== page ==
“I’ll start by saying that I’m a huge believer in words,” OVEOUS maintains. “I believe that if your pen game is super strong, then you don’t need to overproduce a track and hide your voice behind the music. All the years I spent in the poetry battle world prepped me for this. There’s nothing more terrifying than hoping to inspire and entertain thousands of people in a theatre with just your words. It literally feels scarier than being naked in front of them.

“So yeah, all those battles I did back in the mid-00s prepped me and gave me the confidence to approach my music with a minimalist style. I also love it when music has room to go from one extreme sonically to a breakdown that simplifies to give the listener a roller coaster ride. To me, ‘Lithium’ by Nirvana is the perfect example of this.” 

OVEOUS’ third full-length studio release, 2012’s Kill Your Myth, saw a return to the more lush airs of ambient electronica, the beats appropriating the moodier R&B textures that have made the Weeknd quite a thing these last few years. The relaxed rhythms on Kill Your Myth worked an angle of hypnotic, trancelike graduation, pulling listeners into the suctions of a downbeat momentum. Often divorced from the hip-hop trope of a heavy bassline, the album delivered OVEOUS’ usual meditations on life and death with the eerily detached grooves of clean, unsaturated drum loops.

“I was telling Dre de Santanna (co-producer and bass player on my next LP for The Q&O Project) that he has taught me so much about the importance of the bass and how it can really take a composition of music to worlds people haven’t explored yet,” the rapper explains. “During this exchange, he also told me that he appreciates my approach to producing and my willingness to learn and explore. We all have different ideas and I believe that when it comes to Art, you have to be willing to do things that feel right. Even if what feels right, isn’t the norm. I believe that’s how innovation sparks. So in short, sometimes I keep the bass very subtle in my productions to give the listener a different experience.”

The rapper’s most recent effort, 2014’s Passion in Veins, broadens the rhythmic scope with sly percussive taps echoing in and out of earshot and filling the sonic atmosphere with cosmic ripples. Even bluer and moodier than Kill Your Myth, Passion in Veins edges closer to the sci-fi R&B vibe OVEOUS has been cultivating these last few years. There’s also the feverish warmth of Africana blues that seeps deep into the heart of the retro 808 grooves.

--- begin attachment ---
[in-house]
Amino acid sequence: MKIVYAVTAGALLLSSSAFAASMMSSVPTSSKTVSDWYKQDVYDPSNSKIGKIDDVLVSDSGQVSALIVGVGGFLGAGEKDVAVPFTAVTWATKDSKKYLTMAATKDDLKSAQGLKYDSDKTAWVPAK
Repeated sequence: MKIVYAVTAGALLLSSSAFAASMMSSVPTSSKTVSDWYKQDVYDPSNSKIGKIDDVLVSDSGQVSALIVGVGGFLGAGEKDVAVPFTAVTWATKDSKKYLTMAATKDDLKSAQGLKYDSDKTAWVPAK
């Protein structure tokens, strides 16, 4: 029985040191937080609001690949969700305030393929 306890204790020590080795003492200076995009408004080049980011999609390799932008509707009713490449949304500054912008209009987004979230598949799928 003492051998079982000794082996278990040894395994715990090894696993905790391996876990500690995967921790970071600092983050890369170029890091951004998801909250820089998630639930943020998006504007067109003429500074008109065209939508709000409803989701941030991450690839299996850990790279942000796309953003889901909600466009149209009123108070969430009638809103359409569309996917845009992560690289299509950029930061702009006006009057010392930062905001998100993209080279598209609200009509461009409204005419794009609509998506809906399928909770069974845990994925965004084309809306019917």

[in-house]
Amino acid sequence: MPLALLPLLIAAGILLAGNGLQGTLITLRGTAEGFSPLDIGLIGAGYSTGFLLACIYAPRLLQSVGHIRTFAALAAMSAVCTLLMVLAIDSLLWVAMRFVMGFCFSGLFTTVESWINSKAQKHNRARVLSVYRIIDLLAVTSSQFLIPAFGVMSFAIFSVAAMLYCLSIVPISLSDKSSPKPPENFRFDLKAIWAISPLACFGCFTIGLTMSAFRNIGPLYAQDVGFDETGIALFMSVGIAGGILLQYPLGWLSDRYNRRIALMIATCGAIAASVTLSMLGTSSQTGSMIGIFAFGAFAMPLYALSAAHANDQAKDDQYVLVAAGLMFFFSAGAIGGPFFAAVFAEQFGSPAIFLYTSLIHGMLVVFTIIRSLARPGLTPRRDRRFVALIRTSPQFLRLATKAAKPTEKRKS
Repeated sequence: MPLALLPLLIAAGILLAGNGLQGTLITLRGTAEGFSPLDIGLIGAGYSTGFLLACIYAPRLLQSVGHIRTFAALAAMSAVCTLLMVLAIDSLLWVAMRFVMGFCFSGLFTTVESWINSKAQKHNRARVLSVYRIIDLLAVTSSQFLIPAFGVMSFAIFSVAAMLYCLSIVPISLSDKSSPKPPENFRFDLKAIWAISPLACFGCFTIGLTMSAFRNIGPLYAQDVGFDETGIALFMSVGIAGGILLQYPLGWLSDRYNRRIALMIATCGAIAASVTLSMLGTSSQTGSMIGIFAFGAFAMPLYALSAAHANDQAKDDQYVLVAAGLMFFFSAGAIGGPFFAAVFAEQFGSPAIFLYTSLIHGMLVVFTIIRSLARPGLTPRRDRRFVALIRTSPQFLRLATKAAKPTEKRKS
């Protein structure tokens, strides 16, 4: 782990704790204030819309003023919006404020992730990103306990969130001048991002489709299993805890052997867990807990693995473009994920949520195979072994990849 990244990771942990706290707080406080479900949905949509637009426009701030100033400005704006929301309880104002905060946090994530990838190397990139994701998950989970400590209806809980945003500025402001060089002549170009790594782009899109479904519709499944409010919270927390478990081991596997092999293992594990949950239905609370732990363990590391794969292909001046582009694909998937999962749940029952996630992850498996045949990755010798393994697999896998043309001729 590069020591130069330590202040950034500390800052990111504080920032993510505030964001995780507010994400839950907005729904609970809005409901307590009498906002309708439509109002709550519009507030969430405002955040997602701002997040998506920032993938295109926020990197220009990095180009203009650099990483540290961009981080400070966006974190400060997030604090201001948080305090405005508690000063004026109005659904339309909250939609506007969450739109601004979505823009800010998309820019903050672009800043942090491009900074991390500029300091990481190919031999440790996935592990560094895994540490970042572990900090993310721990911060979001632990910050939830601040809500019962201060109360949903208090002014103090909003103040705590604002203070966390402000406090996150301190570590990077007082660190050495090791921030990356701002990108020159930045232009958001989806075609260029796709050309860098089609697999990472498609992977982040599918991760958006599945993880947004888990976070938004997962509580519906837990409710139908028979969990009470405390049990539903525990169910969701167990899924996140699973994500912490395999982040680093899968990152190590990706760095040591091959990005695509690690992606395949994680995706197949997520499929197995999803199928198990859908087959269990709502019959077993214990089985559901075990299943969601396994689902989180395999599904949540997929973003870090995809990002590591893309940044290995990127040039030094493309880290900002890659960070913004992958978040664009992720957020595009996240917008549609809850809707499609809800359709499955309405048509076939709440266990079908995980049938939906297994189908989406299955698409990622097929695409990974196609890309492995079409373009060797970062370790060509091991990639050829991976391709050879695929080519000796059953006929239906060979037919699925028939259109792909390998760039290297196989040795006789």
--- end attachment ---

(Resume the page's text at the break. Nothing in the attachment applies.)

“The album has percussive elements because of my love for house music as well,” says OVEOUS. “I’ve worked on and produced records with some of the best in the game. Osunlade, Louie Vega, Boddhi Satva and Atjazz, just to name a few. They’ve taught me and have inspired me to listen with different ears. They’ve taught me to explore various world rhythms and electronic sounds. So having this knowledge from these great teachers really helped me shape and carve a new sound for hip-hop.

“With Passion in Veins, the beats are more soulful and dense. Passion was also mastered with special analog equipment to give it a rich and warm sound that is compatible with vinyl; it’s soulful and funky and electronic and I’m good with all that coming together the way it did on Passion.” 

OVEOUS’ upcoming album, tentatively called The Q&O project”, sees a shift in sound toward soul and blues with the hip-hop elements pushed to the peripheries of the music. The rapper’s initial forays into the more conventional flows of hip-hop lyricism has led to a more pronounced influence of spoken word and beat poetry. In addition to Def Jam Poetry, his spoken word pieces have caught the attention of some media moguls, landing him a guest spot on Arsenio Hall’s rebooted talk show. “I remember that being the turning point for me,” he says.

OVEOUS has also, in recent months, exchanged rhymes for croons as he pushes further toward singer-songwriter territory. A few clips circulating online reveal a few rough in-studio demos (recorded in Peru) that feature him rehearsing some funked-up quiet storm slow jams. “I’ve always said that finding my voice has been quite a journey,” he reveals. “Now at this very moment I finally feel like I have found my pocket and the best of my vocal range abilities. And man it feels great.

“Only took me a decade! But still, it feels so good to know that I’m in my prime. Soul, blues and funk have made their way into my next album with The Q&O project. I can’t wait to share it with the world in 2016.”

And with impishly good-natured humour, he adds: “I can say with confidence that if D’Angelo, The Roots, Outkast, Funkadelic, Little Dragon and Kanye heard my next album, they’ll more than likely wish they were on it!”

OVEOUS’ Facebook page

OVEOUS’ Bandcamp page